There is not just solemnity in the story, but also rejoicing. So I thought of the image of a party, and went with cake and balloons. Participants were asked to think of something that was going well, and write it with a Sharpie on a balloon. The balloon was left on the altar as an offering of thanksgiving, and then people served themselves cake.

I provided one cake that was Gluten/Dairy free.

readers13One thing I learned … make sure you have a plan for what to do with all the balloons afterwards! If you’re not able to pop them afterwards (we had lunch, then a Eucharist, so I couldn’t), bring a big bag to carry them out in! I did multiple trips to the car, and my back seat is now full of unpopped balloons …

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For people who prefer contemplative silence, we had a side chapel available, with the words of reassurance given to the older brother – “child, you are always with me, and all that is mine is yours” – and some glittery candles. These are electric candles, also available from Baker Ross, and great for staying safe with under-5s. Older groups may wish to use real candles, but still make sure an adult is on hand.

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For those who pray best by talking and sharing with others, the Table Talk sets are great! These are available to borrow from Diocesan office – we also have special sets designed for use with Messy Church and for use with teens. Because this was a bought rather than custom-made resource, this prayer station wasn’t specifically about the story. But the fact that it has questions about the nature of God, and friendship/relationship, means it addresses some of the same questions the story does.

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This station was about the story as a whole – and again, all these resources are available from Diocesan office. We had fuzzy felt, “The Lost” storybag with its wooden figures of the story, and the wonderful knitted pigs made for us by the Mothers’ Union. I printed out a copy of the story and encouraged people to read it and play with the materials.

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And finally, there was a very general open-ended art table, with some ideas to encourage people who might feel stuck when told to “make anything.”

Many of these ideas can be adapted VERY easily for use with other stories – and could be used in Junior Church, Messy Church, All-Age Worship, and more.

 

Estate agents and Christenings

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A year ago this month, I completed the purchase of my flat.

I got the card above in the post the other day.

On the back was a brief handwritten note from my estate agent congratulating me, saying she hoped I’d been happy in my new home, and to let her know if I needed anything.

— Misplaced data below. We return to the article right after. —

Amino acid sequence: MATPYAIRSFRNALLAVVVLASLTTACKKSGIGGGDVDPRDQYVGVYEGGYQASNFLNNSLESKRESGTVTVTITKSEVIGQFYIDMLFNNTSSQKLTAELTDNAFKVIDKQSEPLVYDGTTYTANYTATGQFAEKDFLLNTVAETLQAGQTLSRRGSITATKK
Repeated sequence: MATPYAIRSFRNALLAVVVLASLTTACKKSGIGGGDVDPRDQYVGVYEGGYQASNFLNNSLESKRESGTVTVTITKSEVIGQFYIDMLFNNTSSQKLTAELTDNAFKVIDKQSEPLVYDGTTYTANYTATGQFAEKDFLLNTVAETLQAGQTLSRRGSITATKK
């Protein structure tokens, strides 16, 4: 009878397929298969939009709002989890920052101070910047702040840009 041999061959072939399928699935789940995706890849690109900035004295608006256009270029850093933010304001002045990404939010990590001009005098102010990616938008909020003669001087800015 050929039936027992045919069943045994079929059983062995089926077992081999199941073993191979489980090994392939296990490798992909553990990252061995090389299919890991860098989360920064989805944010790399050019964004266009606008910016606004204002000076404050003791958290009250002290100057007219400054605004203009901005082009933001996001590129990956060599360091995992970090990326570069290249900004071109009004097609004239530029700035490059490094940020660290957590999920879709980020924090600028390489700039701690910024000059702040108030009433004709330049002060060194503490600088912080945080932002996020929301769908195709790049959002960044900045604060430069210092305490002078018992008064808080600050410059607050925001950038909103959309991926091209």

And of course I was reminded of Ann, a woman from the church where I served as Children’s Worker for seven years, who lovingly wrote anniversary cards to the family of every child we baptised, until she became too frail to keep it up.

There’s something about the personal touch, about a handwritten card dropping through your letterbox, that makes us feel like someone’s gone the extra mile to care for us – whether that’s simply good customer service, like in an estate agency, or in the broader and more holistic relationship of pastoral care that churches provide.

So if you have an aging congregation, you don’t necessarily need to train them on Mailchimp and social media (though some of them may be more familiar with it than you are – you never know) – don’t forget that a simple handwritten card saying “we remember this important occasion in your life. We shared it with you. We’re here for you” can make a real difference.

A few tips on making the most of it:

  1. To make it easier, set up a system whereby as soon as a baptism happens, the date goes on a list, broken down by month. That way, the person writing these cards isn’t chasing down 35 separate pieces of paper every few weeks to try and get it done.
  2. Have a basic “suggested wording” (I’ve written one below), but feel free to add special details or memories.
  3. Remind them of what you have to offer them now
  4. Make sure the person/people writing the cards know who to notify when stocks are low! (A quick Google for “baptism anniversary cards” turns up lots of possibilities for you to choose.)

One possible wording:

Dear Alan and Sarah,

All of us at St Martin’s send you our love on the anniversary of Jonah’s christening. We hope you have fond memories of this special day. We are praying for you, and Jonah, and Jonah’s godparents, as you all continue to journey together and grow with God.

We promised on that day to be your church family and support you as you raised Jonah to know and love God. We are always pleased to see you at worship on Sunday at 10 am or at  our Messy Church on the first Saturday of the month at 3 pm.

May God be with you and Jonah on this special day.

Love,

Revd Jane and everyone at St Martin’s